News & Events

Writing is an art for volunteer Margot

April 8, 2020

When it comes to telling stories, Margot Yeomans is well practiced. She has been volunteering with OCAV for a year helping Rushall Park residents put their life stories into writing.

She is now preparing to be one of our first pen pals for residents in our Keeping in Touch program in any of our villages or Liscombe House who need a bit of cheering up while they stay at home safely during the coronavirus pandemic.

Margot has been working with two other volunteers – Danny and Fiona – writing life stories which she says has been one of the best things she has done.

“Writing down life stories is important for a couple of reasons. For the person who is telling it, particularly their early life which their families may not be familiar with,” Margot said.

“More generally these stories are important for social historians in years to come. We all know about famous people but often the non-famous are just as interesting, if not more so because we can relate much better to them,” she added.

For Margot, it does not matter whether a resident has children or not.

“Many have nieces, nephews or friends and what a treat it will be for them to know how Mrs Smith in Braeside Park, or Aunty Joan in Leith Park managed and did when we were all locked down with the corona virus in 2020,” Margot said.

Margot started her working life as a nurse and trained at the Royal Melbourne Hospital. When her daughter was at university and her son was doing his final year at school she thought perhaps she could understand better what they were doing if she went back to school.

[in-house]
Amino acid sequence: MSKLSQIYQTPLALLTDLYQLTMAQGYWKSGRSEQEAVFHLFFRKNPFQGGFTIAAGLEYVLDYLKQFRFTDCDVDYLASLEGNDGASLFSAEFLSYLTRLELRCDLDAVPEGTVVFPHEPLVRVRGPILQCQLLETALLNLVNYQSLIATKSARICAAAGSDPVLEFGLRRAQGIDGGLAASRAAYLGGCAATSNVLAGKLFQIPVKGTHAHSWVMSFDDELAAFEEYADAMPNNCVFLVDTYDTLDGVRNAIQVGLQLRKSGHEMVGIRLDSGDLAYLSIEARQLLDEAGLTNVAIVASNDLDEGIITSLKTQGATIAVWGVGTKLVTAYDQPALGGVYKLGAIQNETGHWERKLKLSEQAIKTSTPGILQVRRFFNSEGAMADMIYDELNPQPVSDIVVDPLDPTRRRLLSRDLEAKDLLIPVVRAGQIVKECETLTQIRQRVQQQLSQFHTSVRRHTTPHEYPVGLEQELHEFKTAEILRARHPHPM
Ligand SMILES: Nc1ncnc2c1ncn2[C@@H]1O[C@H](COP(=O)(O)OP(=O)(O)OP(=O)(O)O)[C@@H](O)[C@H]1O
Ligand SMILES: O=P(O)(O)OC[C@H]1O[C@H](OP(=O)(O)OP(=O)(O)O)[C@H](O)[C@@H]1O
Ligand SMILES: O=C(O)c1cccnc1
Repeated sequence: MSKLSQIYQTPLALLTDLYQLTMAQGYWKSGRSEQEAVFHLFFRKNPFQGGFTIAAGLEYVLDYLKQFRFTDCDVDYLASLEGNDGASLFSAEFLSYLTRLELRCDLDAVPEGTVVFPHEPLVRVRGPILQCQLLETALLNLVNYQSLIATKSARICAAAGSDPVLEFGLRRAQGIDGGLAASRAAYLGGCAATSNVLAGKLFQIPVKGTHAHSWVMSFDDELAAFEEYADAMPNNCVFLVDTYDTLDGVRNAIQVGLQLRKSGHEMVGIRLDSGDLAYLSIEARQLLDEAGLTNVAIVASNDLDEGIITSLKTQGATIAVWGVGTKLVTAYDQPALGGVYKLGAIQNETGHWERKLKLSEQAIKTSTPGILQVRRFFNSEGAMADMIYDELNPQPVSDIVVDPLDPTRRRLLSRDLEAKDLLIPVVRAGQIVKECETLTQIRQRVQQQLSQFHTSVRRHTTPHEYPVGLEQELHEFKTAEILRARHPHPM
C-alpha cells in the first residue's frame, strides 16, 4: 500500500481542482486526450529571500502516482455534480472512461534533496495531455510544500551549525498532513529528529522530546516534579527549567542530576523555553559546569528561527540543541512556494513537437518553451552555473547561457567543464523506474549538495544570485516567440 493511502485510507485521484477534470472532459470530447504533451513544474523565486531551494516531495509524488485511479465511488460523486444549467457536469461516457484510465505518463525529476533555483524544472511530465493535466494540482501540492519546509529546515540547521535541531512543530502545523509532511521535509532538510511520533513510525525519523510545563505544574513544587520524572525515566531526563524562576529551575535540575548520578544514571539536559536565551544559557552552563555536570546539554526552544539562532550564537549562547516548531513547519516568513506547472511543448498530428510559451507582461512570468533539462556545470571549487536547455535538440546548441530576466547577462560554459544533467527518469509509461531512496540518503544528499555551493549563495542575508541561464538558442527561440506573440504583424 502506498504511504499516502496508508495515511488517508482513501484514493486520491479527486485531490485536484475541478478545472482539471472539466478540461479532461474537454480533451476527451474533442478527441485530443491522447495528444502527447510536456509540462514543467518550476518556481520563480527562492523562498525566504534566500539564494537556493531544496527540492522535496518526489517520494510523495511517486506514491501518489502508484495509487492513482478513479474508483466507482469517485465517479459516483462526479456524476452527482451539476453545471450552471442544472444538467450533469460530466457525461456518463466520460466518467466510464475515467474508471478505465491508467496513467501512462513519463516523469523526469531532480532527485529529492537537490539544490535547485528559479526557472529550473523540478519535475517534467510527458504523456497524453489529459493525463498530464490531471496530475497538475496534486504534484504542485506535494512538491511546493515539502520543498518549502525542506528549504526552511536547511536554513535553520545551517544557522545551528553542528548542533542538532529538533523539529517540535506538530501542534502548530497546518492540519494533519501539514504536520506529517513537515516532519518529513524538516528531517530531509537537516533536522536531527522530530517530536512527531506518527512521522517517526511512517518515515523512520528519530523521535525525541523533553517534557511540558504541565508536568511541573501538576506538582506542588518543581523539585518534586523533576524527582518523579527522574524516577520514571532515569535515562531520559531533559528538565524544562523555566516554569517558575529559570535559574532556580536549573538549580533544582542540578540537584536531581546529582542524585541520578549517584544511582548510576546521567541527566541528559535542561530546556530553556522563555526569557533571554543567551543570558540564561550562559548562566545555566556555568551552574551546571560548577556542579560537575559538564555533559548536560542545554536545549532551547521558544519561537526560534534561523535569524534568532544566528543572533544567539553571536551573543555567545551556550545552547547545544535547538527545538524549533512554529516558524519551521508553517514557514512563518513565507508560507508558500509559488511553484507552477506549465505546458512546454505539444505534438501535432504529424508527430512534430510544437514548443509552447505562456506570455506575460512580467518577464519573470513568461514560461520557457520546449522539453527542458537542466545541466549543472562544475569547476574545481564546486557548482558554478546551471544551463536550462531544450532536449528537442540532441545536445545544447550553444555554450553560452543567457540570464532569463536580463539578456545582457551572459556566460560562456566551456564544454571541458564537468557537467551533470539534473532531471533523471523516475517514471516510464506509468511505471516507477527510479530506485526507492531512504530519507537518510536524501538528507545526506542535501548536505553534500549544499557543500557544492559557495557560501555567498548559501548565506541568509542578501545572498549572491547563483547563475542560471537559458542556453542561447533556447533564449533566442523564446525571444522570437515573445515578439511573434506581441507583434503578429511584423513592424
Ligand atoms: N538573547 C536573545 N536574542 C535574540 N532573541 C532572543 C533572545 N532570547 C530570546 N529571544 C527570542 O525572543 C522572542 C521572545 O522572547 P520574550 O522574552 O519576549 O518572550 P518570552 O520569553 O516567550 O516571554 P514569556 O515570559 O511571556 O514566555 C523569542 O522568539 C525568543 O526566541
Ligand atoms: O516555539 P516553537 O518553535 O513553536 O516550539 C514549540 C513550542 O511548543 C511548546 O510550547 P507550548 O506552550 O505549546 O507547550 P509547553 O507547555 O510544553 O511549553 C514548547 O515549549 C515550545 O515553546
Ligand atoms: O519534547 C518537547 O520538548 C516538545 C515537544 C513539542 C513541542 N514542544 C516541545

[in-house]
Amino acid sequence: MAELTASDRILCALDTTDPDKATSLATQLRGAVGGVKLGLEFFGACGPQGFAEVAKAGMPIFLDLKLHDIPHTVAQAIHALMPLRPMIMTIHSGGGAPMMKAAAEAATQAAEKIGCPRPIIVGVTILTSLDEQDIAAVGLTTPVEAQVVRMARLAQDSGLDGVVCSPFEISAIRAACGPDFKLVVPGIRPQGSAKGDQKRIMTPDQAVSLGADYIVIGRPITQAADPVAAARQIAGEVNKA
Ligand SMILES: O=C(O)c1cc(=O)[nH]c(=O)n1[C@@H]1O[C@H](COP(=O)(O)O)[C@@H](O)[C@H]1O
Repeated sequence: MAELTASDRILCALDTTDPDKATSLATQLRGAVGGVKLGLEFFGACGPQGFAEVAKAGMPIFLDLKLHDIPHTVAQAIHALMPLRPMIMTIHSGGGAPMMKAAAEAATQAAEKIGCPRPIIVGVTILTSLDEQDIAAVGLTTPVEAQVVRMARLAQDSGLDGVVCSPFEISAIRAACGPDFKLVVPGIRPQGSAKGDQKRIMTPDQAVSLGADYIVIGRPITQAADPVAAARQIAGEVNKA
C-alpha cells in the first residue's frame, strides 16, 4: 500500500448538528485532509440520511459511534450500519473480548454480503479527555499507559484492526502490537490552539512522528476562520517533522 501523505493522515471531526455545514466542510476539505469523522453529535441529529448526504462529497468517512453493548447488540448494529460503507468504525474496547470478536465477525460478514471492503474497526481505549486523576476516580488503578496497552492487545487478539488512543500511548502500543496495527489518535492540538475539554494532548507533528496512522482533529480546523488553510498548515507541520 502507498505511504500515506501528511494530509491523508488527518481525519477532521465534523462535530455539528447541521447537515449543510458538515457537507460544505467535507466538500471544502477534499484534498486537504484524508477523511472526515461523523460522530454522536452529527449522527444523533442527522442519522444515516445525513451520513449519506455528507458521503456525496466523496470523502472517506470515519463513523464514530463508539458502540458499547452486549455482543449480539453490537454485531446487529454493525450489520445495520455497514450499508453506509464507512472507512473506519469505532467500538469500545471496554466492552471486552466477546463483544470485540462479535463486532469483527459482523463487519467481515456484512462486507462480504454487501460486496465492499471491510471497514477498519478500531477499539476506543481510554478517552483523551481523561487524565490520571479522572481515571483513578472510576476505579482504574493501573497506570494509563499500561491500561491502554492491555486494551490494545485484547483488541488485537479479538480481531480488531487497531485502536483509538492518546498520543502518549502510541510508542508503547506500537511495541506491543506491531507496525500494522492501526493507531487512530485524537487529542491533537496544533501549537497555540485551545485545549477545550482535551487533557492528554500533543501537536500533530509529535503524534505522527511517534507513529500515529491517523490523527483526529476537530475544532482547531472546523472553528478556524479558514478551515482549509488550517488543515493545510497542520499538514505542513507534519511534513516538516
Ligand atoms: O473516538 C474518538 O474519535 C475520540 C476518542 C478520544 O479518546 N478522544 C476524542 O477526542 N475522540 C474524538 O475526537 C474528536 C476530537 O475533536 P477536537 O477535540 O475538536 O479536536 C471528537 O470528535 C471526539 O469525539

She studied Year 12 at night school as a mature age student – which was good because she only had to do three subjects. When she completed that, she thought she would continue and do an Arts degree.

“My children banned me from going to the universities they were attending so I enrolled at LaTrobe. I completed a BA Hons in Art History and Literature, then went on to do a PhD in Art History – which had an extremely narrow focus because I looked at paintings of lace-makers from 17th century Holland,” Margot said.

For her it was a wonderful way to combine her interest in art history with her love of textiles, and especially those which are embroidered.

“I learnt to embroider at school but it wasn’t until I was in my late 20s and living in the States that I really started to embroider. It’s something that stayed with me and I still enjoy it,” she said.

Residents who would love to receive something from Margot or other volunteers, and volunteers who would love to be part of our Keeping In Touch program, please get in touch with Kim D’Angelis, Volunteer Coordinator on



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